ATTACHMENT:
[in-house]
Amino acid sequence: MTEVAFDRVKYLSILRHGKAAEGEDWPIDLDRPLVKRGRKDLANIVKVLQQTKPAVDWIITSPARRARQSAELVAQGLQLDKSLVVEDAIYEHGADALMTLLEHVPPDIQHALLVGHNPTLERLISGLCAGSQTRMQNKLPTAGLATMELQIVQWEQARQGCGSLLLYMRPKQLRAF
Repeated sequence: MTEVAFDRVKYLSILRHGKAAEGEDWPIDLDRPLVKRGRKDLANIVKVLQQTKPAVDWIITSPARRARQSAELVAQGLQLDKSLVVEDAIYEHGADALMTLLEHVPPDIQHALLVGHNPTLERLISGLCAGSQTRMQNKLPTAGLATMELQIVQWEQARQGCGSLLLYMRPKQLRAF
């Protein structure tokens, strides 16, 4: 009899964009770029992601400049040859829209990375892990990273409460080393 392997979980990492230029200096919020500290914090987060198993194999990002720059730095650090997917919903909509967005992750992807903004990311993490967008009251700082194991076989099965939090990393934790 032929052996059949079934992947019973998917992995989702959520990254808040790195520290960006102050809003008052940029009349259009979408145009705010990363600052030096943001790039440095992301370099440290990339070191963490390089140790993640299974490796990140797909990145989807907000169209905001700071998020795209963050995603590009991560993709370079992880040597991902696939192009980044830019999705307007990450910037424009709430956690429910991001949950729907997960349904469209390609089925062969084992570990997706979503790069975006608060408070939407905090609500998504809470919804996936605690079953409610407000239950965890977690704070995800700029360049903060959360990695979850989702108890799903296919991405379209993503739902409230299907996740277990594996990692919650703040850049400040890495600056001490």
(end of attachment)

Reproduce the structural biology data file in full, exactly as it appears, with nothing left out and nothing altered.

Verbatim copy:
[in-house]
Amino acid sequence: MTEVAFDRVKYLSILRHGKAAEGEDWPIDLDRPLVKRGRKDLANIVKVLQQTKPAVDWIITSPARRARQSAELVAQGLQLDKSLVVEDAIYEHGADALMTLLEHVPPDIQHALLVGHNPTLERLISGLCAGSQTRMQNKLPTAGLATMELQIVQWEQARQGCGSLLLYMRPKQLRAF
Repeated sequence: MTEVAFDRVKYLSILRHGKAAEGEDWPIDLDRPLVKRGRKDLANIVKVLQQTKPAVDWIITSPARRARQSAELVAQGLQLDKSLVVEDAIYEHGADALMTLLEHVPPDIQHALLVGHNPTLERLISGLCAGSQTRMQNKLPTAGLATMELQIVQWEQARQGCGSLLLYMRPKQLRAF
């Protein structure tokens, strides 16, 4: 009899964009770029992601400049040859829209990375892990990273409460080393 392997979980990492230029200096919020500290914090987060198993194999990002720059730095650090997917919903909509967005992750992807903004990311993490967008009251700082194991076989099965939090990393934790 032929052996059949079934992947019973998917992995989702959520990254808040790195520290960006102050809003008052940029009349259009979408145009705010990363600052030096943001790039440095992301370099440290990339070191963490390089140790993640299974490796990140797909990145989807907000169209905001700071998020795209963050995603590009991560993709370079992880040597991902696939192009980044830019999705307007990450910037424009709430956690429910991001949950729907997960349904469209390609089925062969084992570990997706979503790069975006608060408070939407905090609500998504809470919804996936605690079953409610407000239950965890977690704070995800700029360049903060959360990695979850989702108890799903296919991405379209993503739902409230299907996740277990594996990692919650703040850049400040890495600056001490």